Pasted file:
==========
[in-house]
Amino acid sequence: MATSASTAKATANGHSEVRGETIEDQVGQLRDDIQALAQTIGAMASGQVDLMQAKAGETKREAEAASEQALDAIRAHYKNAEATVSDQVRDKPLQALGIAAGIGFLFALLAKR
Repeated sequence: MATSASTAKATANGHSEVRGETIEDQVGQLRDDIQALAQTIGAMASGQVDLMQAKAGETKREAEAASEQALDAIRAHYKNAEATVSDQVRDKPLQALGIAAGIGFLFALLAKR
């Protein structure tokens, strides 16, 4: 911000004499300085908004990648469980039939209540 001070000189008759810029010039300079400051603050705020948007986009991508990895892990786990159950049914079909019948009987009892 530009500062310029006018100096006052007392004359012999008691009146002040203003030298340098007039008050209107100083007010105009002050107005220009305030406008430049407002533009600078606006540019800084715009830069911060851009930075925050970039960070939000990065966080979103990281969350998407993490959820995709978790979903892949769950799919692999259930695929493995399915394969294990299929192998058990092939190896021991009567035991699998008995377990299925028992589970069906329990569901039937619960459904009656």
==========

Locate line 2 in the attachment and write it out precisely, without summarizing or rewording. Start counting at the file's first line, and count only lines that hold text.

Amino acid sequence: MATSASTAKATANGHSEVRGETIEDQVGQLRDDIQALAQTIGAMASGQVDLMQAKAGETKREAEAASEQALDAIRAHYKNAEATVSDQVRDKPLQALGIAAGIGFLFALLAKR